At least 50 people were killed in an attack on a mosque in the Afghan city of Kunduz by a suicide bomber.
At least 50 people were killed Friday in a suicide bomb attack on worshippers at a Shiite mosque in the Afghan city of Kunduz, the worst incident since US forces departed the country.
Social media images revealed bodies and rubble inside the mosque after the suicide bomb attack, which was utilized by the minority Shia Muslim population. Several bloodied bodies were laying on the floor, according to graphic photographs published on social media that could not be verified immediately.
Smoke plumes were seen rising into the air over Kunduz in photographs. Another video showed men shepherding people away from the site, including women and children. Crowds of terrified people thronged the streets.
The blast in the northern city injured over 100 people. Hundreds more victims from the minority population were injured in the blast, which has not been claimed but looks to be intended at further destabilizing Afghanistan in the aftermath of the Taliban takeover.
Although no group has claimed responsibility for the attack, Sunni Muslim extremists, including a local Islamic State group, have targeted the Shia community. Shia Muslims are considered heretics by them. IS-K, the Afghan regional affiliate of the Islamic State organization that is strongly opposed to the ruling Taliban, has recently carried out many attacks, primarily in the country’s east.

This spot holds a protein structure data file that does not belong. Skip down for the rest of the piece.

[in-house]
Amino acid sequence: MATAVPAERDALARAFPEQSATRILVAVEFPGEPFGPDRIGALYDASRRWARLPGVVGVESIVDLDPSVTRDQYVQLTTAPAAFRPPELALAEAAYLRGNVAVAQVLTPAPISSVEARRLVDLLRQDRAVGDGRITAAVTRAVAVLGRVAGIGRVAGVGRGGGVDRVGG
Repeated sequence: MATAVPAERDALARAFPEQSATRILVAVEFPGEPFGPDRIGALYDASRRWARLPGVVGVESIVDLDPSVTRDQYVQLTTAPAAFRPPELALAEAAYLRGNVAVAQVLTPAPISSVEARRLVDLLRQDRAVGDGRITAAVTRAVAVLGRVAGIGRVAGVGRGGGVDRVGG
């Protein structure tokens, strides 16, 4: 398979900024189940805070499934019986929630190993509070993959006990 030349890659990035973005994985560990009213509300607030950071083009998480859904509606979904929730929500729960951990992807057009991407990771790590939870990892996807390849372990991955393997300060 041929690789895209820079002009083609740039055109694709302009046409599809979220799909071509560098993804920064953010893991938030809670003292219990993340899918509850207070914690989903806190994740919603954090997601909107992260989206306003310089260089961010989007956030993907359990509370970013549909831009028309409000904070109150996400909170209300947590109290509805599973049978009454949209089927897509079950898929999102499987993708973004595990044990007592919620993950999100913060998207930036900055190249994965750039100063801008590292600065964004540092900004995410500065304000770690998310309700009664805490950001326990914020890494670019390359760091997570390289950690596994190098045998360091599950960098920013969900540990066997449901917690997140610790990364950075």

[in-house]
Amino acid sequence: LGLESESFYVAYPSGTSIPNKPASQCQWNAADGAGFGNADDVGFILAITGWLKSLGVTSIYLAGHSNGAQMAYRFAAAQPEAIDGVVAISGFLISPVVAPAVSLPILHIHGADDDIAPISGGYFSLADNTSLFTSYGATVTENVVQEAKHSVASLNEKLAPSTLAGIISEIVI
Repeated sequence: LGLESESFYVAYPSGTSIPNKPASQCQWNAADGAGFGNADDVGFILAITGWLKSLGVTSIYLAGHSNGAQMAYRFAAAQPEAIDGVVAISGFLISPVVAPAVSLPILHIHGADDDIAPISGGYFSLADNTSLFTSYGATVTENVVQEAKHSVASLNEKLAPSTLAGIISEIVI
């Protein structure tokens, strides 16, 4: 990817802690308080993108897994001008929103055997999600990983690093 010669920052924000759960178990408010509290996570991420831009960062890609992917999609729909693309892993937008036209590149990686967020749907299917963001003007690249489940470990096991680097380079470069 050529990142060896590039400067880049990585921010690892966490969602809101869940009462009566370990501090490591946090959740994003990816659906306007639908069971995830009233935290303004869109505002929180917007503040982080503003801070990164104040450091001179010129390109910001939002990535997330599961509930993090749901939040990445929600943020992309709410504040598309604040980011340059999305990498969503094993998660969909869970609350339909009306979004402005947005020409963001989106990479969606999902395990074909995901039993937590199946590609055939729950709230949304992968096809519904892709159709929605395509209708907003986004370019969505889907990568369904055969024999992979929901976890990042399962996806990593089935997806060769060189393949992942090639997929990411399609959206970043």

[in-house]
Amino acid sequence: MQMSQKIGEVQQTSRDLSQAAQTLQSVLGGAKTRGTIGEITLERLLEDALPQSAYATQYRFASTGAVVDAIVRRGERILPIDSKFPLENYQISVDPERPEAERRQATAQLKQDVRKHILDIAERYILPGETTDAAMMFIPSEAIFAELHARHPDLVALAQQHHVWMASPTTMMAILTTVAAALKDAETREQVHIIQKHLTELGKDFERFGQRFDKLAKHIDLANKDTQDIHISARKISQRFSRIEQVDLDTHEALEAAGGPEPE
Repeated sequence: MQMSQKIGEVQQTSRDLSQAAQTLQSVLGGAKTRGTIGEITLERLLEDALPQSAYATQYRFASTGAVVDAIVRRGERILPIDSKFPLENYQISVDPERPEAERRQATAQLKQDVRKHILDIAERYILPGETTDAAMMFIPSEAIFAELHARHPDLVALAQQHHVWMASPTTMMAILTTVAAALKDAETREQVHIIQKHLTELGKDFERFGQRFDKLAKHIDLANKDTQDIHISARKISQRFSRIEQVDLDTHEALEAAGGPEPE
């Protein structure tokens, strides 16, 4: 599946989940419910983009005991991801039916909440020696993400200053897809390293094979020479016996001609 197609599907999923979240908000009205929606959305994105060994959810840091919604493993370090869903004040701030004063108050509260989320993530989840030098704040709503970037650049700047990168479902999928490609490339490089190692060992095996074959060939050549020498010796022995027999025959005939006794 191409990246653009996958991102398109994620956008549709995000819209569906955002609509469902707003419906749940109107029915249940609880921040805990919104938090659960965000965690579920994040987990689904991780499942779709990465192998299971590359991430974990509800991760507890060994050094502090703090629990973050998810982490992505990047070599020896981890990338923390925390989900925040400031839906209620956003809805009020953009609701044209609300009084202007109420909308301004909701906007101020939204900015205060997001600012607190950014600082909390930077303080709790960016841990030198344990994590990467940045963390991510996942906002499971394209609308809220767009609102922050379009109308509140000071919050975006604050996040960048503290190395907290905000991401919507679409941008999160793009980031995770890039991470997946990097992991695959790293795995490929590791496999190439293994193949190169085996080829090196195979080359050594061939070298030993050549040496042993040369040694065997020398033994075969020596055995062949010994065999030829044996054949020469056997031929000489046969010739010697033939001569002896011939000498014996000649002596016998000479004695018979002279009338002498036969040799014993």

Matiullah Rohani, Afghanistan’s new Taliban government’s head of culture and information in Kunduz, acknowledged to AFP that the tragic incident was a suicide bombing. According to a medical source at Kunduz Provincial Facility, 35 people were killed and more than 50 were injured, while a worker at a Doctors Without Borders (MSF) hospital reported 15 people killed and scores more injured.
Local businessman Zalmai Alokzai, who hurried to a hospital to see if doctors needed blood donations, described hectic scenes.
“Ambulances were returning to the event location to transport the dead,” he told the AFP news agency.
Many Afghans thought that the Taliban’s victory would usher in a more peaceful, if authoritarian, age. However, IS poses a huge danger to the Taliban’s promise of increased security.
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